The coming increase in the number of people using their phones to pay for things has been obvious for some time.
One of the main reasons is that since most people don’t already use any form of mobile payments that it can only go up.
Apple, of course, is giving the prospects a boost with its Apple Pay, which at least guarantees that many more people will find out that they could pay by phone. Whether they want to, or will, is another matter.
It’s not that mobile payments today aren’t happening. Mobile payment transaction values are going to double last year’s to reach $3.5 billion by the end of this year, according to a new study.
And the next year, it will double again, and double again the following year, according to the eMarketer report US Mobile Payments 2014.
In two years, mobile payment transactions will reach $27 billion, according to eMarketer, as the number of people using phones to pay continues to increase.
By the end of this year, one in 10 U.S. smartphone owners (16 million people) will use mobile payments. In two years, 36 million people will be paying by phone and two years later it will be one in four smartphone owners.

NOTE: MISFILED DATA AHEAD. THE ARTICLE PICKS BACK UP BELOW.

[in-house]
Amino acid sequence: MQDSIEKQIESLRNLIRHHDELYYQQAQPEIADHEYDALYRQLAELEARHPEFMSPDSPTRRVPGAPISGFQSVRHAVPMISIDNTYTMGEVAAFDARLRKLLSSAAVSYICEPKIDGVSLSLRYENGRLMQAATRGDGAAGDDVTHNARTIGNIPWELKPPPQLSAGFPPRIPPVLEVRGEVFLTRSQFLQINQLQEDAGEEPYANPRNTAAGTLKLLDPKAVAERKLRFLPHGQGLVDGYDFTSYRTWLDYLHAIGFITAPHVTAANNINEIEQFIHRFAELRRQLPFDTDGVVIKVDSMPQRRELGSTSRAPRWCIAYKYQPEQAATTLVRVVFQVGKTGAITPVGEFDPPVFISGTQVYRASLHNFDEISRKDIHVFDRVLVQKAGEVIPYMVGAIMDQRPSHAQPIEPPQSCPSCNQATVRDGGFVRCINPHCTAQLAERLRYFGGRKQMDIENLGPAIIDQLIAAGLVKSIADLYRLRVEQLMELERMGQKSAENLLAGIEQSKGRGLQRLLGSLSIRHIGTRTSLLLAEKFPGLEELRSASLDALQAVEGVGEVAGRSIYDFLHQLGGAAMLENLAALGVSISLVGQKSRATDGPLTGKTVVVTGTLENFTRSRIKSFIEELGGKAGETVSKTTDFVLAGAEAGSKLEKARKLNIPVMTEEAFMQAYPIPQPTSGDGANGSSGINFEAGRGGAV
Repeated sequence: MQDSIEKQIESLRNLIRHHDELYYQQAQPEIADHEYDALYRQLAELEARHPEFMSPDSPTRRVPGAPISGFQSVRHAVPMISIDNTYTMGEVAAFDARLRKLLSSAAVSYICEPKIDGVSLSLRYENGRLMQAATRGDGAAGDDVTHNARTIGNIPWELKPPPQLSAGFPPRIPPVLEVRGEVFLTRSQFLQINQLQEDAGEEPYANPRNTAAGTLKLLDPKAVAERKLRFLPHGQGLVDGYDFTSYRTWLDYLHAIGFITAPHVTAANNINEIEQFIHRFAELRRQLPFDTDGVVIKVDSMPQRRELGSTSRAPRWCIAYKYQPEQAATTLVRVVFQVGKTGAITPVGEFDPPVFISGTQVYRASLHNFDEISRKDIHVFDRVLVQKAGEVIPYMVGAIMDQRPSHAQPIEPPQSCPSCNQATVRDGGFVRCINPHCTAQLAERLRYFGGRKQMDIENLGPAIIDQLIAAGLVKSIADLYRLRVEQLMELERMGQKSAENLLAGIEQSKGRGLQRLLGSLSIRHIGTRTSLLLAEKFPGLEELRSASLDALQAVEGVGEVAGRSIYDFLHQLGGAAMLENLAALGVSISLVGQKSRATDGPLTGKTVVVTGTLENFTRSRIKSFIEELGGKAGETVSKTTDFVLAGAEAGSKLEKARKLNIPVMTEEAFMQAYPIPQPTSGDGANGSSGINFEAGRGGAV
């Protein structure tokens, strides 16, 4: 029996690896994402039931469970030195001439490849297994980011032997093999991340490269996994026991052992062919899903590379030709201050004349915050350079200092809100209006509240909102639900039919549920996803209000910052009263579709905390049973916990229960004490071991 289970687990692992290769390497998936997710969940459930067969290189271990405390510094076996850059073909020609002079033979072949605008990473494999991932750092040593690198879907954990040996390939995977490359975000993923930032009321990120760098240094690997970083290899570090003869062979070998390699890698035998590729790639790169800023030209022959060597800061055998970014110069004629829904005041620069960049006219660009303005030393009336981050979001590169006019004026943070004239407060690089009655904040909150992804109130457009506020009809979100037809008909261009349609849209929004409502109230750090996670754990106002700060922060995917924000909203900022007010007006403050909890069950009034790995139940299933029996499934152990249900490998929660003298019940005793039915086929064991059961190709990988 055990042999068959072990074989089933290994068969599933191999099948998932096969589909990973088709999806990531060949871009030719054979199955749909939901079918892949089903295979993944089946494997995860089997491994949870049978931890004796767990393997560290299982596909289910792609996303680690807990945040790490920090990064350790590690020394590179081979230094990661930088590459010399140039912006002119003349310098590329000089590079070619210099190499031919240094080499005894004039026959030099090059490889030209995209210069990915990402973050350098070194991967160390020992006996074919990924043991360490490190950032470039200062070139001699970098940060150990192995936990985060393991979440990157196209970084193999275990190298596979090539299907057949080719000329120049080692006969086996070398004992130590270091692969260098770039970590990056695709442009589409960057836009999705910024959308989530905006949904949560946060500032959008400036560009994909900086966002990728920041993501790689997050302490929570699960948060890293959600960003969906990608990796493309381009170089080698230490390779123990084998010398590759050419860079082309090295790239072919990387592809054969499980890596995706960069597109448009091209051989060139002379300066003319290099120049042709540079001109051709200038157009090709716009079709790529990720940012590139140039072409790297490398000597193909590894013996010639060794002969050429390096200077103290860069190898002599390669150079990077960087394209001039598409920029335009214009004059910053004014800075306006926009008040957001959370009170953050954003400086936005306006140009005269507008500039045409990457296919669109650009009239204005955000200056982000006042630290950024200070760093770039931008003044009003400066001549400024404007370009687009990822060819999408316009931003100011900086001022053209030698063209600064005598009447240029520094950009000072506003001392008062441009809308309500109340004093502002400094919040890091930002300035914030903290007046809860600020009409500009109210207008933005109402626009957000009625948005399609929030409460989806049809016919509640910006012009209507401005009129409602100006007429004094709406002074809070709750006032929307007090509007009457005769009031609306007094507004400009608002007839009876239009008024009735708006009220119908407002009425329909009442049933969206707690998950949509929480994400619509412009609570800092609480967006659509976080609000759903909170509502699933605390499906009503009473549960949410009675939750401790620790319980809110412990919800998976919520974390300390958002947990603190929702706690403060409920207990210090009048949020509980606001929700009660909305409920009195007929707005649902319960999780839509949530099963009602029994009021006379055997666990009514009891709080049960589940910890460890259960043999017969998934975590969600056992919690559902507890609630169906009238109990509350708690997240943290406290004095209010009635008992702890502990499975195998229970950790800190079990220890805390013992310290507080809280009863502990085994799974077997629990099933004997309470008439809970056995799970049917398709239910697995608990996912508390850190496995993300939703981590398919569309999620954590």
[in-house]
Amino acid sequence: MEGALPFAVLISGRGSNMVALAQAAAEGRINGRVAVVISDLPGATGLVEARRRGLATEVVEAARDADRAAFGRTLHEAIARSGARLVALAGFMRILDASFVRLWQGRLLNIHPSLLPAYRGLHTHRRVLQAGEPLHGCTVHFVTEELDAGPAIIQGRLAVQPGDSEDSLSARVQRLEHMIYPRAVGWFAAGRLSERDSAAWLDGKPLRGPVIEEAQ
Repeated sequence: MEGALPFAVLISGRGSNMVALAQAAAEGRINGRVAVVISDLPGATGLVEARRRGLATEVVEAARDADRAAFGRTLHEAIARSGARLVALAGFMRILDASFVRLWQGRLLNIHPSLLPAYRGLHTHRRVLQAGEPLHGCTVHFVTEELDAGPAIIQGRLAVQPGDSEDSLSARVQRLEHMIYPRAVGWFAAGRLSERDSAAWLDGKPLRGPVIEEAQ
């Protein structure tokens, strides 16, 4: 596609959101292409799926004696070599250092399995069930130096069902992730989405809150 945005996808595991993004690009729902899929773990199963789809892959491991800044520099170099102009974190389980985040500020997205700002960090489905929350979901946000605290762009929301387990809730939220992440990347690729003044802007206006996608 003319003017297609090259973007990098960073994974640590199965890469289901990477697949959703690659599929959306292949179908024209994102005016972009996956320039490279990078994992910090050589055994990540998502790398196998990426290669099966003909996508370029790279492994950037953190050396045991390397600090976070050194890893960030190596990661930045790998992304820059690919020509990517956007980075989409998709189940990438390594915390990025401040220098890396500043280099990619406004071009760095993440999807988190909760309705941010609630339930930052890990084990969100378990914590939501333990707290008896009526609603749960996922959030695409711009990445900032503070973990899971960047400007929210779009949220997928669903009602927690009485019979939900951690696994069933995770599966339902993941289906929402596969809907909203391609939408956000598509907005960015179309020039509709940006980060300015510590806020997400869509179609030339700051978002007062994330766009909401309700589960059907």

One of most interesting aspects of the study that struck me is the coming transformation in how much money each person will spend by scanning, tapping, checking in or swiping their phones.
A major contributor to the projected growth in mobile payments is the shift from paying for low-priced goods and services under $20 (as in Starbucks), to medium-priced purchases like taxi rides (as in Uber) and restaurant payments (as in LevelUp), as well as high-priced purchases over $100, according to eMarketer.
By contrast, more than half (58%) of mobile payments made last year were for under $20, dominated by payments at Starbucks, with 15% of its transactions coming via mobile.
In two years, this model will be turned upside down, with most (57%) of mobile transactions coming from medium-priced products, 27% from high-priced products and only 16% from low-priced products, based on the eMarketer study.
Viewed another way, the average annual spend per mobile payment consumer was $143 last year, $220 this year, $397 next year and $759 in two years.
And it doesn’t stop there. By 2017, mobile payment consumers will use their phones to spend $1,314 each and $2,072 each the next year.
The bottom line is that more people will be using their phones as the way to spend their money.